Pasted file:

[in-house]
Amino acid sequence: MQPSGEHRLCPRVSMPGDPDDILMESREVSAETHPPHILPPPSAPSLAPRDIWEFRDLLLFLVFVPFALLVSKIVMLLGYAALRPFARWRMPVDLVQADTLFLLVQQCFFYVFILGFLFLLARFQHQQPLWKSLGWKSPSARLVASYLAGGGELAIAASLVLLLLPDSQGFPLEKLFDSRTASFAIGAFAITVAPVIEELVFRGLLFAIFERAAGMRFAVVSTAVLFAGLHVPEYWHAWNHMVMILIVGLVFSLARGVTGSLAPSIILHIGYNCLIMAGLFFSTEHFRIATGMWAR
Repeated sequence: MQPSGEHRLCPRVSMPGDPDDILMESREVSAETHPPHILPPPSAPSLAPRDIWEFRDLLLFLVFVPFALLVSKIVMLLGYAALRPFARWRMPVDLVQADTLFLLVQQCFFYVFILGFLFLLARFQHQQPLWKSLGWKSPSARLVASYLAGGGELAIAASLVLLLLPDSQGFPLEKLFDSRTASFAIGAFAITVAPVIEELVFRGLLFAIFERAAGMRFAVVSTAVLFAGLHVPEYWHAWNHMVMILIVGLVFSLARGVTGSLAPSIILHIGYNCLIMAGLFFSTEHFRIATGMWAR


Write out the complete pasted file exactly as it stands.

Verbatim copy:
[in-house]
Amino acid sequence: MQPSGEHRLCPRVSMPGDPDDILMESREVSAETHPPHILPPPSAPSLAPRDIWEFRDLLLFLVFVPFALLVSKIVMLLGYAALRPFARWRMPVDLVQADTLFLLVQQCFFYVFILGFLFLLARFQHQQPLWKSLGWKSPSARLVASYLAGGGELAIAASLVLLLLPDSQGFPLEKLFDSRTASFAIGAFAITVAPVIEELVFRGLLFAIFERAAGMRFAVVSTAVLFAGLHVPEYWHAWNHMVMILIVGLVFSLARGVTGSLAPSIILHIGYNCLIMAGLFFSTEHFRIATGMWAR
Repeated sequence: MQPSGEHRLCPRVSMPGDPDDILMESREVSAETHPPHILPPPSAPSLAPRDIWEFRDLLLFLVFVPFALLVSKIVMLLGYAALRPFARWRMPVDLVQADTLFLLVQQCFFYVFILGFLFLLARFQHQQPLWKSLGWKSPSARLVASYLAGGGELAIAASLVLLLLPDSQGFPLEKLFDSRTASFAIGAFAITVAPVIEELVFRGLLFAIFERAAGMRFAVVSTAVLFAGLHVPEYWHAWNHMVMILIVGLVFSLARGVTGSLAPSIILHIGYNCLIMAGLFFSTEHFRIATGMWAR